Thursday, May 31, 2012

Dear Hon, Null != Undefined


If you want to compare two values, then you have a choice. If you want to treat an undefined value as being the same as a null value, then you can use the equality operator (==) and rely on JavaScript to convert the types. An undefined variable will be regarded as being equal to a null variable, for example. If you want to differentiate between null and undefined, then you need to use the identity operator (===).

<!DOCTYPE HTML>
<html>
<head>
<title>Example</title>
<script type="text/javascript">
var firstVal = null;
var secondVal;
var equality = firstVal == secondVal;
var identity = firstVal === secondVal;
console.log("Equality: " + equality);
console.log("Identity: " + identity);
</script>
</head>
<body>
This is a simple example
</body>
</html>

The output from this script is as follows:

Equality: true
Identity: false


Friday, May 25, 2012

Milliseconds count - Some Tips on Designing Menus

A lot of sites these days think that “keeping everything in easy reach” means nesting navigation menus so visitors can get to something deep within the site without clicking on any other pages. As a result,you find a lot of drop-down menus that then trigger a secondary menu that “flies out” from the side.

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Well, let me be blunt: This technique may be useful, but there’s a long road from useful to usable.Try navigating one of these with your finger or a TV controller and you’ll quickly curse the designer. And even with a mouse, it can be tricky to grab the word or phrase on which you want to click. That said, there are a couple of very basic things you can do that will dramatically improve usability.

Make sure that the clickable area is larger than just the words in the link. You really don’t want to make these active areas too small.

Make sure you give people enough time to maneuver the cursor into position. Although I hate to get into technical nitty-gritty, the timing issue is really quite important, so let me share some of the current best practices:

Let the cursor “hover” over a link for about half a second before triggering any menu expansion.

After an animated menu has been triggered, it should display as quickly as possible—in less than 1/10 second if possible.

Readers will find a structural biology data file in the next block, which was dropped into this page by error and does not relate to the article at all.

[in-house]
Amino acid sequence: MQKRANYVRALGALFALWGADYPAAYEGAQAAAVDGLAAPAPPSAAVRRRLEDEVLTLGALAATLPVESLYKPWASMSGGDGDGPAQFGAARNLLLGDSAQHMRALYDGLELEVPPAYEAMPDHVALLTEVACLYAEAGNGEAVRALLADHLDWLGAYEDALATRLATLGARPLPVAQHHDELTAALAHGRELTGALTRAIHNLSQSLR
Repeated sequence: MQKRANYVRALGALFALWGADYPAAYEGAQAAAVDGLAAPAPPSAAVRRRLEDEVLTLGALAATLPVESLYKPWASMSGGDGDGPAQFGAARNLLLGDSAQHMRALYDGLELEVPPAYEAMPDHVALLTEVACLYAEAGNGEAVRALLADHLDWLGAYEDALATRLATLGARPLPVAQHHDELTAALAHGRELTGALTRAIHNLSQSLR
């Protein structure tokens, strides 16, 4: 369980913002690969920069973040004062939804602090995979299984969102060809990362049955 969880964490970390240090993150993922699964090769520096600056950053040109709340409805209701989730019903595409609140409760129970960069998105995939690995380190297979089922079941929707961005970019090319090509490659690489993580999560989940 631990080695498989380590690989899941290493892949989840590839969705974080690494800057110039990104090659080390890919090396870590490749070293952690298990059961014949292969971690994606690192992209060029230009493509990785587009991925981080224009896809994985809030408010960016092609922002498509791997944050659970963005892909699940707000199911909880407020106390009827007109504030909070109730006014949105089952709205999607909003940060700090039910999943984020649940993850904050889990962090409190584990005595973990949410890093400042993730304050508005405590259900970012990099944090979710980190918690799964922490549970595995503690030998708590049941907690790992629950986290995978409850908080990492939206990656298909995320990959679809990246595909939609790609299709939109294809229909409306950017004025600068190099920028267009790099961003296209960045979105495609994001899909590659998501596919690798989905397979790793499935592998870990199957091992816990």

When the visitor moves the cursor away from the menu, wait half a second before you collapse the menu. This gives people a chance to move the cursor more sloppily as they navigate and cut corners, thus reducing the need to stay strictly within the active areas of the menu

That said, when the menu does collapse, it should do so as quickly as it appeared.

From a functionality point-of-view, make sure to check the timing of these actions on a slow device and not just on your own faster-than-lightning computer. In general, you should also be checking your overall server response times on a dial-up connection and not just on broadband. You’d be surprised at how many people don’t have any access to broadband, particularly in rural areas. And if you are working in an international environment, keep in mind that outside North America, Europe, and a few countries along the Pacific rim, there are many regions that still have no broadband access at all, but merely slow dial-up and mobile connections.



By delaying the collapse of a dropdown/fly-out menu, visitors can move the cursor directly on the diagonal without triggering other menu items or losing the one they wanted to click.


Tuesday, May 15, 2012

Grid Layouts in Modern Web Design

Consistency and predictability are essential attributes of any well-designed information system. The design grids that underlie most well-designed paper publications are equally necessary in designing electronic documents and online publications, where the spatial relations among on-screen elements are constantly shifting in response to the user’s input and system activity. When used inappropriately or inconsistently, the typographic controls and graphics of web pages can create a confusing visual jumble, without apparent hierarchy of importance. Haphazardly mixed graphics and text decrease usability and legibility, just as they do in paper pages. A balanced and consistently implemented design scheme will increase users’ confidence in your site (see below).